Best results will come at night and both spots can fish well when not crowded.
Although not artificial, the Benowa Track Grounds north of Tangalooma can hold a good number of varied species at times. It can be fished with baits but I have had better success drifting and jigging plastics. Snapper are the main catch and longtails, trevally, cobia and several other species are also serious offerings.
The bottom fishing can still be very good in offshore areas however it is usually the pelagic activity that receives the most attention. Billfish, especially juvenile black marlin and sailfish, are the main target of game and sport anglers.
Wahoo would generally be the next prominent target, and other species, such as mahi mahi, yellowfin and Spanish mackerel are also well received. All can be taken on trolled offerings and live baiting will work around condensed bait schools and other areas where prominent baitfish activity is located. Locations such as Hutchinson Shoals, The Trench and around The Group (off Point Lookout) are some of the more popular and productive spots.
The shallows around Flinders Reef, Robert’s Shoals and Brennan’s Shoals will often produce a Spanish mackerel, trevally or yellowtail kingfish on rigged swimming baits such as gar, sauries, pike and school mackerel. Trolling 15-20cm resin-head skirted lures such as Bahamas, Pakulas, Hollowpoint, Meridians and Black Bart is the best ploy for most billfish species, except for sailfish, which prefer a rigged skipping gar or rigged swimming gar or split-tail mullet bait.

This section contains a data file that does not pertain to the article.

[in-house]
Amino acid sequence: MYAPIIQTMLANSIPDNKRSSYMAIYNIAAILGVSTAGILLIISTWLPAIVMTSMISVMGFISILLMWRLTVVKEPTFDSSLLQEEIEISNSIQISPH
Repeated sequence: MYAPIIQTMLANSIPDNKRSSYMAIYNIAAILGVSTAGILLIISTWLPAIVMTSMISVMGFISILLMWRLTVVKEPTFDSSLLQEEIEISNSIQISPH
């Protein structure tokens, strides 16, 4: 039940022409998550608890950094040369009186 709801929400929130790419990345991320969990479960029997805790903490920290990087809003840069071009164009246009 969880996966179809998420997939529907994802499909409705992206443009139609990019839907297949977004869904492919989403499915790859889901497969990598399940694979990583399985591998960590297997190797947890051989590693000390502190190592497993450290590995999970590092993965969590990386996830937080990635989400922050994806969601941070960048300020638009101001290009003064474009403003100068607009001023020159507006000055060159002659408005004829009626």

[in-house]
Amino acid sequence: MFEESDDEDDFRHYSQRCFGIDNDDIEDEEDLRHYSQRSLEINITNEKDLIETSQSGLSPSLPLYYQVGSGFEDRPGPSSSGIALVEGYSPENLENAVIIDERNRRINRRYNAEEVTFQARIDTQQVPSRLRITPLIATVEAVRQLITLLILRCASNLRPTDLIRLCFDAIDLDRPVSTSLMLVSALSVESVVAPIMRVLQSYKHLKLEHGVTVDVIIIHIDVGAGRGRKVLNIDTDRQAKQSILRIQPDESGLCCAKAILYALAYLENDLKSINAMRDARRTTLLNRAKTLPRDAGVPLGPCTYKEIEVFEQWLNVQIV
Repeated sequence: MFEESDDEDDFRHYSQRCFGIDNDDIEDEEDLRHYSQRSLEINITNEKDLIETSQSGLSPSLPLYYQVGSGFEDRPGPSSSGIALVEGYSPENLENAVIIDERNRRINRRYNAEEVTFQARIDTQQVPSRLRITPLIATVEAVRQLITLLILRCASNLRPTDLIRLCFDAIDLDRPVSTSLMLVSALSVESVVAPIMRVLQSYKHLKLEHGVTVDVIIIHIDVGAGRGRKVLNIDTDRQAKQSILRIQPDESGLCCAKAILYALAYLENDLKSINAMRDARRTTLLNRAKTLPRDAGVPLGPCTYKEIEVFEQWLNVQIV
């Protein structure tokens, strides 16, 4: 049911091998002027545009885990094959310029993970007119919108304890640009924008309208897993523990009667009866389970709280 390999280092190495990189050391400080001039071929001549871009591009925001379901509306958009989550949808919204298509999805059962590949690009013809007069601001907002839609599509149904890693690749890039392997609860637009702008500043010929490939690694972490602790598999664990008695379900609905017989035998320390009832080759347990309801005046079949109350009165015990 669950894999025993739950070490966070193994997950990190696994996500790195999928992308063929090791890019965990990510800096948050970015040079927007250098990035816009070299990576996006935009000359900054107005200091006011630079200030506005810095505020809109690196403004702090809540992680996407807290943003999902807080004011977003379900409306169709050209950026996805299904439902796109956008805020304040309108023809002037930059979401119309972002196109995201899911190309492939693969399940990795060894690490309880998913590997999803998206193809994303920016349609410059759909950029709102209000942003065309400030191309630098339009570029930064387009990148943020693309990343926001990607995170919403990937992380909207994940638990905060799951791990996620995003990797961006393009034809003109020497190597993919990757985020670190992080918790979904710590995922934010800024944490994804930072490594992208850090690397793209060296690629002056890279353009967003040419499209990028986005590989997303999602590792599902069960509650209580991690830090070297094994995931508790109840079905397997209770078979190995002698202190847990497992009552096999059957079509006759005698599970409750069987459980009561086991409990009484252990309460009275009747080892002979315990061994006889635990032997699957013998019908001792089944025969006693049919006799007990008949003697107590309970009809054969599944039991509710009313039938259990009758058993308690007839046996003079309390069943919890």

These resin-head skirted lures will also account for most other pelagics, however weighted-head skirted lures allow higher troll speeds and can sometimes produce better results for wahoo and tuna. Bibbed and bibless minnows can work well for a host of pelagic species and it often pays to mix it up a little in your trolling spread.
With so much and more on offer over November, there is definitely some incentive to get out and about on the water. Warm days can take their toll on your body so make sure you drink plenty of water and slip, slop, slap.
Early morning, late afternoon and night sessions make it a much more pleasant experience, however trolling for pelagics, especially billfish, often sees the best action around the change of the tide during the day.
Whether you are anchored up a tiny mangrove creek tending your crab pots, soaking a few baits from the bank or trolling the shelf for billfish, play it safe, be courteous to others and enjoy your time on the water.Reads: 979